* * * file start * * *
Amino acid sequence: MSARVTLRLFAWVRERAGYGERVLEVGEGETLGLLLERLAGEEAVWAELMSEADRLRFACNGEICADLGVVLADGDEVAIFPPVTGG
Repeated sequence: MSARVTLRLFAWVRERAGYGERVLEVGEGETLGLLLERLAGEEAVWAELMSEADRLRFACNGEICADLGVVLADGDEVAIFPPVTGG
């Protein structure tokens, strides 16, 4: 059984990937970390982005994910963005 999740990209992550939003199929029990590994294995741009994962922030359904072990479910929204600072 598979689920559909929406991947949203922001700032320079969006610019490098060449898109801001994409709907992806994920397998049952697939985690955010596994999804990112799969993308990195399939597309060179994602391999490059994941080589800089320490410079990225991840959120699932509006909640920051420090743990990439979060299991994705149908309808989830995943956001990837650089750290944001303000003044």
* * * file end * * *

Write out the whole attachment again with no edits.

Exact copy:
Amino acid sequence: MSARVTLRLFAWVRERAGYGERVLEVGEGETLGLLLERLAGEEAVWAELMSEADRLRFACNGEICADLGVVLADGDEVAIFPPVTGG
Repeated sequence: MSARVTLRLFAWVRERAGYGERVLEVGEGETLGLLLERLAGEEAVWAELMSEADRLRFACNGEICADLGVVLADGDEVAIFPPVTGG
């Protein structure tokens, strides 16, 4: 059984990937970390982005994910963005 999740990209992550939003199929029990590994294995741009994962922030359904072990479910929204600072 598979689920559909929406991947949203922001700032320079969006610019490098060449898109801001994409709907992806994920397998049952697939985690955010596994999804990112799969993308990195399939597309060179994602391999490059994941080589800089320490410079990225991840959120699932509006909640920051420090743990990439979060299991994705149908309808989830995943956001990837650089750290944001303000003044």